CAP Djinet Seawater Desalination Plant, Algeria


The uneven distribution of water resources and the severe droughts that suffered over the years led the Algerian authorities to launch a massive program for the construction of large-scale desalination plants.

Previous attempts to solve the water crisis were deployed by the Government, such as the construction of small-scale desalination plants. However, this attempt had little success due to the bad planning of the program and the lack of experience and training of the personnel.

To compensate for this, the authorities decided to build the new plants under a Public-Private Partnership (PPP) scheme, where the private firms brought the necessary know-how to guarantee the correct management of the water.


The Cap Djinet project (as part of the large-scale water desalination program) was awarded to FCC Aqualia SA and INIMA Environment SA under a PPP contract. The SPV was created as a joint venture of the firms and the state-owned company Algerian Energy Company (AEC) to design, build, finance, operate and maintain the plant. The plant accounts for a daily capacity of 100.000 m3 of drinking water that is sold to the Algerian Water Authority (ADE).

This way, the PPP scheme benefits both sides of the partnership, as the private sector can bring the technology, expertise, investments and market efficiency while the public sector can provide off take guarantees, co-investment and facilitate the necessary administrative requirements to fulfill the project without further delay.

SDG Impact:

Goal 6: clean water and sanitations. The plant allowed the authorities to supply drinking water to the population, many of whom were suffering from a water scarcity.

Goal 13: climate action. Before the construction of the plant, the Algerian population had to obtain water from water wells and water dams, which led to their over-exploitation, causing a severe impact to the ecosystem. The desalination program allowed easing the water withdrawal, contributing the climate action.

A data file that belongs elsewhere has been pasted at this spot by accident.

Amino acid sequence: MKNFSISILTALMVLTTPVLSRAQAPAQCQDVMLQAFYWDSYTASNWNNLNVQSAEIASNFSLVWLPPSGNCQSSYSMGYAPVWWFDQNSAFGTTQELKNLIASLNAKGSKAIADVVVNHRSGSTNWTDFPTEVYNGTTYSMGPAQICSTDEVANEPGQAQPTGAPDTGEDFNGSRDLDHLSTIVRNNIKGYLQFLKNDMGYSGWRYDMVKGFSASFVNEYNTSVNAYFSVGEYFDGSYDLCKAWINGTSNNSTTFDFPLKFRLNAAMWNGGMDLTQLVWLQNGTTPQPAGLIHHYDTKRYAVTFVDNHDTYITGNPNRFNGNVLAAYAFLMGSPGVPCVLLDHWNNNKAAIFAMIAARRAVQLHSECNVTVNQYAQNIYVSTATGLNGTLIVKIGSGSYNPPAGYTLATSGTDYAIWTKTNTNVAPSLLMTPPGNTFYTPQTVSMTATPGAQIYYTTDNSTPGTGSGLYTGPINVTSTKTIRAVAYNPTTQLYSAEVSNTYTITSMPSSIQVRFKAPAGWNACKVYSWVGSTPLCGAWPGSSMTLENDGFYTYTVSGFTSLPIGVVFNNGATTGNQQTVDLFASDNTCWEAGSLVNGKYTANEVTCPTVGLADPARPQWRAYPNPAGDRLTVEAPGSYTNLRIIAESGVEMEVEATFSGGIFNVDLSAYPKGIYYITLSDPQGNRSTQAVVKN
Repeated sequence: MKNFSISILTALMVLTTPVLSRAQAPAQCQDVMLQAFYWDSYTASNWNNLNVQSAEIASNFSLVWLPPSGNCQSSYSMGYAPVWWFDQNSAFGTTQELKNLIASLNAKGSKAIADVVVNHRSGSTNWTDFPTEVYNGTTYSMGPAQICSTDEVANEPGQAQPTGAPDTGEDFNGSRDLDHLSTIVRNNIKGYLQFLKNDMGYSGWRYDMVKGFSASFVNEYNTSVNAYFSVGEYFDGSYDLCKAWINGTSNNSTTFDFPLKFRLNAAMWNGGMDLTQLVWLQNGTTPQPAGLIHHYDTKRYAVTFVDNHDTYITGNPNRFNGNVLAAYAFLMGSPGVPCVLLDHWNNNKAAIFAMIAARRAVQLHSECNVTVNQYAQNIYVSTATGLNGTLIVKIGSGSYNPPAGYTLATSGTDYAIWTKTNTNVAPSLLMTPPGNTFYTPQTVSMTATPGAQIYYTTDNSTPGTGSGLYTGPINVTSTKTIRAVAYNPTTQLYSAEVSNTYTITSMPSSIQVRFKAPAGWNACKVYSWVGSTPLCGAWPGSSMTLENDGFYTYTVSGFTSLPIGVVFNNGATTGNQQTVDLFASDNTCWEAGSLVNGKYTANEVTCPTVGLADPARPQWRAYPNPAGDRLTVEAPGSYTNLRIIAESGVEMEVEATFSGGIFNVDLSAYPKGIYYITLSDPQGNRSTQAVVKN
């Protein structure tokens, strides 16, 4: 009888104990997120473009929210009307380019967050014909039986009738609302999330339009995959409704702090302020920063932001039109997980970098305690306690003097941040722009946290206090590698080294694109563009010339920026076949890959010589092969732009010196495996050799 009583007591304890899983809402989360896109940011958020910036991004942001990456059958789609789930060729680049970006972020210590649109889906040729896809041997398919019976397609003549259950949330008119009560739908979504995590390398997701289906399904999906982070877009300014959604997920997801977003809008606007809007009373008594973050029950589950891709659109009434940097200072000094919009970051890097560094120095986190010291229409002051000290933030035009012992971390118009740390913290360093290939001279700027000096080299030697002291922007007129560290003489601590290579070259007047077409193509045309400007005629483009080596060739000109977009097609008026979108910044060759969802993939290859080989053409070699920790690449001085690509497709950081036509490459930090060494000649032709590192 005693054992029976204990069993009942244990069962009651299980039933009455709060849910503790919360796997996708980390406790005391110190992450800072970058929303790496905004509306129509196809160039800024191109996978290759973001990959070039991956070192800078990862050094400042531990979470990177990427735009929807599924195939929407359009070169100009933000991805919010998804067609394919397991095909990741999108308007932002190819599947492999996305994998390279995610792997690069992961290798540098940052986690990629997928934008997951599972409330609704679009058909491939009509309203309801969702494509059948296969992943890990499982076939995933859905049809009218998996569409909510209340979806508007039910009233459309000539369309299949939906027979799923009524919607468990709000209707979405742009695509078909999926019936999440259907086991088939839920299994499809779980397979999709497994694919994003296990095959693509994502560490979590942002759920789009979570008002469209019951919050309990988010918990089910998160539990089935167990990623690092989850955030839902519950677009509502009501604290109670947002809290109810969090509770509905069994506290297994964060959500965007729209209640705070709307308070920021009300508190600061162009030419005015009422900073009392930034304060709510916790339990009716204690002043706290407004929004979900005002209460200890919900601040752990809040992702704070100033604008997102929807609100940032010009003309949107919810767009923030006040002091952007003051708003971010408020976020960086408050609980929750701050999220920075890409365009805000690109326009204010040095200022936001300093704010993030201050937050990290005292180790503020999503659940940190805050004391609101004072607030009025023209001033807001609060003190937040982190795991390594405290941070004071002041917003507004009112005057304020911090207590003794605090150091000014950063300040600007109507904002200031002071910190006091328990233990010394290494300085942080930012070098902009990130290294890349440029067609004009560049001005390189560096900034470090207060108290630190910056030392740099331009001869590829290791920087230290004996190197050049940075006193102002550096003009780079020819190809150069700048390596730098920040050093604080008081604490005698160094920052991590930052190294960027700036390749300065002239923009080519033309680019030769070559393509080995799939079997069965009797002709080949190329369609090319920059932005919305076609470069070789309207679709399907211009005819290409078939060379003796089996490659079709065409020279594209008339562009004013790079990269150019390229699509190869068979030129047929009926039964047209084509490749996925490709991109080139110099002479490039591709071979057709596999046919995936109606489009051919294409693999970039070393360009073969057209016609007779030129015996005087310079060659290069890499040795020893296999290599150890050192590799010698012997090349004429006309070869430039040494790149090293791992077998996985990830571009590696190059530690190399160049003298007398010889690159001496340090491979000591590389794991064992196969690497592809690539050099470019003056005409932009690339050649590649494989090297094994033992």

Goal 14: Life below water. As previously said, the plants prevented from an over-exploitation of reservoirs, contributing to the reduction of negative externalities for underwater fauna.

Goal 15: Life on land. The new supply of water also provided a supply for irrigation. The percentage of agricultural irrigated land saw a continuous increase after the desalination program was deployed, reducing the pressure on the environment.

Goal 17: partnerships for the goals as the project was developed using a public-private collaboration. The private sector is responsible to design, build, finance, operate and maintain the plant jointly with the public sector that allows a faster fulfillment of the administrative requirements. The public sector also benefits from the private sector know-how on large-scale water projects while transferring some risks.

Compliance with UNECE People-first PPP criteria:

The Project:

  • Increase people’s welfare by supplying a vital resource.
  • Foster economic development by supplying water for agricultural and industrial purposes.
  • Provides a more egalitarian access to water given the uneven distribution of this resource in the country.


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This case study aspires to be People-first Public-Private Partnerships project and is published as received from the proponents.